(Submitted by Heidi Wood – SD 41 Burnaby)
Poem: When the Mask Opens
Source: Taking the Names Down From the Hill
Poet: Philip Kevin Paul
- Listen critically to understand and analyse ideas and information, by visualizing and sharing; making inferences and drawing conclusions.
- Recognize and apply the features of oral language to convey and derive meaning, including text structure and nonverbal communication.
- Read fluently and demonstrate comprehension and interpretation, including: poetry in a variety of forms, stories from Aboriginal and other cultures.
- Select and use various strategies during reading and viewing to construct, monitor, and confirm meaning, including: making connections, visualizing, and reading selectively.
- Create meaningful visual representations for a variety of purposes and audiences that communicate a personal response, information, and ideas relevant to the topic.
Goal of the Lesson
To encourage visualization, sequencing, and inference making using poetry.
Activate Prior Knowledge
Utilize the “Poet’s Toolbox” (Georgia Heard)
Teachers ask students to consider the following questions while completing the poetry writing/reading tasks below:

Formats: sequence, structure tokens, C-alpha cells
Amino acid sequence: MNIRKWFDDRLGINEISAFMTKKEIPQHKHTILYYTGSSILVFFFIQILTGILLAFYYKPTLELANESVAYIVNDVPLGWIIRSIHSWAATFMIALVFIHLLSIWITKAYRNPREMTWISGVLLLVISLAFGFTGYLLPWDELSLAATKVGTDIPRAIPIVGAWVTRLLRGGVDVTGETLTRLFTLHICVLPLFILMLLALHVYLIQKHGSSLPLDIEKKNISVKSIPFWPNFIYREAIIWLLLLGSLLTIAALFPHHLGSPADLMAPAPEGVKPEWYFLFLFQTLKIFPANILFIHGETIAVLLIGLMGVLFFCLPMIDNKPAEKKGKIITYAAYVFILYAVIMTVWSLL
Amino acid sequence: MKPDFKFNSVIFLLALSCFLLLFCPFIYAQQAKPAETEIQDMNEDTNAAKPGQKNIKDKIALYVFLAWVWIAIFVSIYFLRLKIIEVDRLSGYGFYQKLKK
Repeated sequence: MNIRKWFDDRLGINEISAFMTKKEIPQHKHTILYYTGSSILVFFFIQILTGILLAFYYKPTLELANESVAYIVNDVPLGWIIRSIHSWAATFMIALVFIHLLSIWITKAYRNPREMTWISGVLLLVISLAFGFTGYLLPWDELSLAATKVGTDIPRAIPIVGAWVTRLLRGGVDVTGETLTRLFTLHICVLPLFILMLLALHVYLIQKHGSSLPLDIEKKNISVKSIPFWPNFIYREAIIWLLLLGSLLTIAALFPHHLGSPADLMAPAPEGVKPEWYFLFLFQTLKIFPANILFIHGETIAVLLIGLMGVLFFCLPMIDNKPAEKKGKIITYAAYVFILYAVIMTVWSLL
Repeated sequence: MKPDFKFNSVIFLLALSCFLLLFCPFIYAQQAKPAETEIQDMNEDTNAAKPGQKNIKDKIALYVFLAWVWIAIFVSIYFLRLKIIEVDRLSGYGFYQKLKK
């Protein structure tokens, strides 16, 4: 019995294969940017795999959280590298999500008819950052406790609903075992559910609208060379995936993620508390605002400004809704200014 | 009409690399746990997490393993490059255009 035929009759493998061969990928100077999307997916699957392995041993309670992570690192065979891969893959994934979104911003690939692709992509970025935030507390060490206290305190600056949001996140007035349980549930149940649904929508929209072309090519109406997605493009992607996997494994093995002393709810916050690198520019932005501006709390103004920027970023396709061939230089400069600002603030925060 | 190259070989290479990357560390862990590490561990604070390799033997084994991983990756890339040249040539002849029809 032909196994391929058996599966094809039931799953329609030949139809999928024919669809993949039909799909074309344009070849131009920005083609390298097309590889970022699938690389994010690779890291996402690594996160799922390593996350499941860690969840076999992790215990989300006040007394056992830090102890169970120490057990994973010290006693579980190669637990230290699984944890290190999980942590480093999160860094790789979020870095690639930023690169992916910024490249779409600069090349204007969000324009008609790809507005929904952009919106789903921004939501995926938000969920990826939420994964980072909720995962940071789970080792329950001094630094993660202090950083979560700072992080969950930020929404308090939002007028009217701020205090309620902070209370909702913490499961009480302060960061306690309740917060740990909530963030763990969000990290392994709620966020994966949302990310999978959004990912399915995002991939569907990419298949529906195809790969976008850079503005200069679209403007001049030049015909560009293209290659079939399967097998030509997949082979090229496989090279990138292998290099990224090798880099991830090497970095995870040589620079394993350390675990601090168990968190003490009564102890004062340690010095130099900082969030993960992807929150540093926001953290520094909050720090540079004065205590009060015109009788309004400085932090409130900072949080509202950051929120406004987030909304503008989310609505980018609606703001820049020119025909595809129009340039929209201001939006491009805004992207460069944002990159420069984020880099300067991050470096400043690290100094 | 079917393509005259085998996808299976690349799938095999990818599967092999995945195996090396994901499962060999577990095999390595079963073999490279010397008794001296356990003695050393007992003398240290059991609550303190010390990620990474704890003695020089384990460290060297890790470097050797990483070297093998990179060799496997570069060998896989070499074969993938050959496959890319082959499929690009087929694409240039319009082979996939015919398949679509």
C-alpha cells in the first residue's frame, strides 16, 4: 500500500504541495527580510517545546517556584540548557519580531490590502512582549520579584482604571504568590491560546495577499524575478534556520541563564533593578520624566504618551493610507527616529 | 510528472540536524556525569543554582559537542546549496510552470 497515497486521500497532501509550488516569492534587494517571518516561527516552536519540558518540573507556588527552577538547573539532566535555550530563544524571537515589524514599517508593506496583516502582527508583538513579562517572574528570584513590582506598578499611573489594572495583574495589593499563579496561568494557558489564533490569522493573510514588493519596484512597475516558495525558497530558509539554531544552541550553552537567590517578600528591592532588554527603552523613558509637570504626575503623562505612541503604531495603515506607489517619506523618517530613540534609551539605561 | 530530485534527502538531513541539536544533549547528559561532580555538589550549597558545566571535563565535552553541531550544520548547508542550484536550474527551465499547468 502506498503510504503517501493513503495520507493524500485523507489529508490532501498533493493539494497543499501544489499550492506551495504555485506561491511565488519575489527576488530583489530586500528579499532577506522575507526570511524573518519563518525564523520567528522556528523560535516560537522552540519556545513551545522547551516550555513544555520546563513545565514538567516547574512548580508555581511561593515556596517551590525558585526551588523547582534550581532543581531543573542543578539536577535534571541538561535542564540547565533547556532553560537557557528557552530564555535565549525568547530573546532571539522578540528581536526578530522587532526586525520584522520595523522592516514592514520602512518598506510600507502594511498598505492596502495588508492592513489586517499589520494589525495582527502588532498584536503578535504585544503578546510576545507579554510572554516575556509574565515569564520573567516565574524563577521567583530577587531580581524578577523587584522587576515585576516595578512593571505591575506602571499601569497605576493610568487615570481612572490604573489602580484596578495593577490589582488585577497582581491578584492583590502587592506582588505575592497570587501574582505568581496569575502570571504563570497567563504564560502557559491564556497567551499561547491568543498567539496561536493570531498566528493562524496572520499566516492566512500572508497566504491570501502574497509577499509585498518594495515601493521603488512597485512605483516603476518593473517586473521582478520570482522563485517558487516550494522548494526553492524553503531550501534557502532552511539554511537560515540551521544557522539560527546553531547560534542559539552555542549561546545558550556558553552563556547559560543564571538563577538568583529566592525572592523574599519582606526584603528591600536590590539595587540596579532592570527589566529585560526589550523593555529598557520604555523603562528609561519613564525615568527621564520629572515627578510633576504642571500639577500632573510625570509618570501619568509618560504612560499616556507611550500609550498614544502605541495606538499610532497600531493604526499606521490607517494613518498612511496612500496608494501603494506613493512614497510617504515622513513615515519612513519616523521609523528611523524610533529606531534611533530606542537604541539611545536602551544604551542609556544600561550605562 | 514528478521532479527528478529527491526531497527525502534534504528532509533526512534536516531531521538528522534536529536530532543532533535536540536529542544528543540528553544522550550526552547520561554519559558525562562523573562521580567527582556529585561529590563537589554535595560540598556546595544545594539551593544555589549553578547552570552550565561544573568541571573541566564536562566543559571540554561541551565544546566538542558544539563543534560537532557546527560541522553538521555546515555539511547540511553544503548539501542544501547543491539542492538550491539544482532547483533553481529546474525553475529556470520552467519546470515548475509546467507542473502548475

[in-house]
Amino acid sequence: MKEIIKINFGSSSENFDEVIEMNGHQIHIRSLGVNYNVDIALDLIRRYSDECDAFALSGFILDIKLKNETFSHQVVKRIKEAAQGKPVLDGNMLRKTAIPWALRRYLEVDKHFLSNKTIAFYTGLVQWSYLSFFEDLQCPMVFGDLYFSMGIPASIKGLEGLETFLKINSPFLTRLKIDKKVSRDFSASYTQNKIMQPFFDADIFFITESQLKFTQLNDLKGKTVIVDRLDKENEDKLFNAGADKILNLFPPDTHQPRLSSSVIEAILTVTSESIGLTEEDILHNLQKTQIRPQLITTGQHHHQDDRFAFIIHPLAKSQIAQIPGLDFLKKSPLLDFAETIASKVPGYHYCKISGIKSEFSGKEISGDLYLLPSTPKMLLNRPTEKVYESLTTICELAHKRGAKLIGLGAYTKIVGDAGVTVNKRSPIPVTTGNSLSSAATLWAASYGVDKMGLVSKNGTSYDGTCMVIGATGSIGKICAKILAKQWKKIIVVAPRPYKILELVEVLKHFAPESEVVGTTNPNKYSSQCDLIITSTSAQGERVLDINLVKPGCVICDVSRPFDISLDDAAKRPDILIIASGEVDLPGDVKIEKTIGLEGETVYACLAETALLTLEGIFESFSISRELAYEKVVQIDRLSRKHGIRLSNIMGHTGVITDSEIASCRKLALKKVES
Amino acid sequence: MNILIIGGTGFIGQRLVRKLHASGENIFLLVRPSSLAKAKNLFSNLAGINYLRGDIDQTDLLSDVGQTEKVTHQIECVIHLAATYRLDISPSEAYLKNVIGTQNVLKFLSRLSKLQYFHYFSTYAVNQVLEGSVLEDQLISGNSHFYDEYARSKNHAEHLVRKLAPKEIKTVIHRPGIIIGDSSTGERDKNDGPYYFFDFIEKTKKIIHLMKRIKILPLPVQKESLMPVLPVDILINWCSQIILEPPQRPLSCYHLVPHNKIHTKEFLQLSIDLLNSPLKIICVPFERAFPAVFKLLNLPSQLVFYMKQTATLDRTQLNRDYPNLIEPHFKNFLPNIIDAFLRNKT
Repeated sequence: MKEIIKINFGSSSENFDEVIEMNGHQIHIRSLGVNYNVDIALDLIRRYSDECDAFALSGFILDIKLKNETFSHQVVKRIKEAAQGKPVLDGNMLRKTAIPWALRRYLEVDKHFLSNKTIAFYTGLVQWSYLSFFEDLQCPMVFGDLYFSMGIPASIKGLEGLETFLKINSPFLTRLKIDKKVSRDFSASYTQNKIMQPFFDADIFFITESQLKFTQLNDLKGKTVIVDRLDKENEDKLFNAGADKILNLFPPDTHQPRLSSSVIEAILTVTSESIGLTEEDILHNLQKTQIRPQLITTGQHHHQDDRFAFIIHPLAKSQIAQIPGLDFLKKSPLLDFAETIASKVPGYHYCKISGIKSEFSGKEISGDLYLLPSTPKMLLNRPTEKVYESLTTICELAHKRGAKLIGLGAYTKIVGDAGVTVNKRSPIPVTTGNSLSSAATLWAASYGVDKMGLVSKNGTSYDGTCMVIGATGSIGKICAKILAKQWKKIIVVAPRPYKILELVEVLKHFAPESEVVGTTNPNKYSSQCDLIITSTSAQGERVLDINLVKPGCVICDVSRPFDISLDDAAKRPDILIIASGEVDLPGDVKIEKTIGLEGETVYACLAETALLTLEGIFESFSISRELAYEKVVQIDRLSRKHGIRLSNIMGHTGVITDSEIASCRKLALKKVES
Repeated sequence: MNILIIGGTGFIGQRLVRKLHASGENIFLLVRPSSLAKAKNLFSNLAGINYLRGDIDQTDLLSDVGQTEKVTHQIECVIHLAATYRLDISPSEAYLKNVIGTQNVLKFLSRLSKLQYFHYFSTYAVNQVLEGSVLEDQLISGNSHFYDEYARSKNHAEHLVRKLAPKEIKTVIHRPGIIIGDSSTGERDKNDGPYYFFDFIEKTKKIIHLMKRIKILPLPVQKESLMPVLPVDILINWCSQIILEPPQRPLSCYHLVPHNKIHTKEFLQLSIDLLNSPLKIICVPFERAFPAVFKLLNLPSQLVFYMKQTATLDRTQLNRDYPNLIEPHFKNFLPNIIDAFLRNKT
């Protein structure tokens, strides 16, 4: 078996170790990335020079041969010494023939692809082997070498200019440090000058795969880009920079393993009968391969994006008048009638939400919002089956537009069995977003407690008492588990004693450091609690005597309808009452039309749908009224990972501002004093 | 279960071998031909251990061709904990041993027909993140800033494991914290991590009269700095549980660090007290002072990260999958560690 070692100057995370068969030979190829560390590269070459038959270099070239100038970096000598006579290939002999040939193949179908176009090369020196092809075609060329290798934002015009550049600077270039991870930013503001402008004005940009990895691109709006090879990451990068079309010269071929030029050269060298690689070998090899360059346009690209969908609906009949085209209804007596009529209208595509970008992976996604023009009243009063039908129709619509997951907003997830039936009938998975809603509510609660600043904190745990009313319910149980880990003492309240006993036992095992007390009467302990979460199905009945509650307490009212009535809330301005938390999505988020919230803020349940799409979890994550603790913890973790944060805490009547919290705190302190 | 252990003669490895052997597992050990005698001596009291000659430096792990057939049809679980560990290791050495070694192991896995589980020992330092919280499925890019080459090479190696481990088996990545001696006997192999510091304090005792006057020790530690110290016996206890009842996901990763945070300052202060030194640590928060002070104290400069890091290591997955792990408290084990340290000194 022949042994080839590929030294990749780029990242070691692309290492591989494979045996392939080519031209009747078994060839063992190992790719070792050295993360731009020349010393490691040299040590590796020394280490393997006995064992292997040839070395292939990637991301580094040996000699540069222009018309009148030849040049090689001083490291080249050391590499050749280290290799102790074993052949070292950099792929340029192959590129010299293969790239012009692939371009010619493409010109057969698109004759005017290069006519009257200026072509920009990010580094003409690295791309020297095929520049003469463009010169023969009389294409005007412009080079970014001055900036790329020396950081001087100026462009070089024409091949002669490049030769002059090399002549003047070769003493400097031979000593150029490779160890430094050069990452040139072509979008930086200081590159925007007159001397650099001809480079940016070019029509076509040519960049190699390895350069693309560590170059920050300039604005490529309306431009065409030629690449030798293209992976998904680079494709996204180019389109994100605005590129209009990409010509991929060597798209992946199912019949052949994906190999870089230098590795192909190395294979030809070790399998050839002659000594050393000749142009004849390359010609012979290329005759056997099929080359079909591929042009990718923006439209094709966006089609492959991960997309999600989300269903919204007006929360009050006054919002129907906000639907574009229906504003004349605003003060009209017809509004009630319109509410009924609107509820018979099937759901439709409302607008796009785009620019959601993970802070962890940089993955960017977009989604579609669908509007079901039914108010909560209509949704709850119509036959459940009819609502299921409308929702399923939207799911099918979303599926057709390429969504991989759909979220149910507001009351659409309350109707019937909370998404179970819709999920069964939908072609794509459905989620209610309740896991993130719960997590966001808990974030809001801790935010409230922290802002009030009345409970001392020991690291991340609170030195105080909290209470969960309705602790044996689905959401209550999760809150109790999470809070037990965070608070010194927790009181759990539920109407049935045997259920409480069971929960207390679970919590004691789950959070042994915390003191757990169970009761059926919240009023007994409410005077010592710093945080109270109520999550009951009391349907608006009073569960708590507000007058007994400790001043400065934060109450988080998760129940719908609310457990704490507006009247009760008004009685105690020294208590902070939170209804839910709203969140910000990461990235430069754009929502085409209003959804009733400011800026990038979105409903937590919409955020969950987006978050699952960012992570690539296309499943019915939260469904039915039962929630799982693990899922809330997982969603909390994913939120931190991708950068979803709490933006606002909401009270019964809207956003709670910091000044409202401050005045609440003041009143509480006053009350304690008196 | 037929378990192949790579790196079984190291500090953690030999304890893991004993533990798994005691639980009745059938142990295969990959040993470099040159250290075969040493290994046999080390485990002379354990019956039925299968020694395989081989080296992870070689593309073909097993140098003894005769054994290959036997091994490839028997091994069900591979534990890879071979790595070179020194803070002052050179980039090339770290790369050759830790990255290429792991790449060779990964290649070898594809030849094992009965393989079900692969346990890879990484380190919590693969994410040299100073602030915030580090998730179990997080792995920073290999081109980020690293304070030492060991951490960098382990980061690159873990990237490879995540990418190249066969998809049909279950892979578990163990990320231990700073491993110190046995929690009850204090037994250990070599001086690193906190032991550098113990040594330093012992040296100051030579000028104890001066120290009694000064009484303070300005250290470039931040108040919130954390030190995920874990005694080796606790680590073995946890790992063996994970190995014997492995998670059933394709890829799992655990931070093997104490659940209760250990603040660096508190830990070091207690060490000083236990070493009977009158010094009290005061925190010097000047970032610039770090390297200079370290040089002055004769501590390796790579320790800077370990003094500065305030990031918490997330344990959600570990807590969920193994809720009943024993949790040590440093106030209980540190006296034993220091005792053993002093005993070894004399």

What tools have been used that help you visualize the sequence of events?
What is the purpose behind the structure of the poem?
In your opinion, what is the poet trying to draw references to?
– Share/discuss student word choices
Read the original poem When the Mask Opens by Philip Kevin Paul
– Students take turns reading the original in pairs/two voices/round/etc….
– Teacher discusses tools and questions to promote inference making and visualization.
- Discuss the different types of masks used in history, traditionally, currently – use pictures to prompt discussion in either a gallery walk or table talk.
- Create paper drawings of masks that represent the student.
- Write a poem about what the masks means to the student.
- Using the five senses of see/hear/taste/feel/smell gives a good framework for exploring the meaning.
Masks can be varied around the world. Try showing pictures that compare an ancient culture to a modern mask. For example sun masks can be found in cultures all over the world and from a large period in history.
Modern society creates masks in the media with makeup, clothing, hair, etc…
Exploring the history of masks regardless of its use has two common points: they are used to conceal or partially conceal the person/identity who is wearing it and it represents a different person or creature other than the person who is wearing it.
(Dana Cormaney, copyright 2003 – www.hallowfreaks.com/masks)
The mask and the poem are evaluated using the criteria sheet and brainstorm format. (see When the Mask Opens: Poetry Activity)
Reflect on Learning
Create a visual journal/collage that represents the history of masks or a collection of masks that explore personal and cultural identity.
Extended Learning Activities
Create a three dimensional mask with the poem written on it. Click here to view examples of student poetry and masks.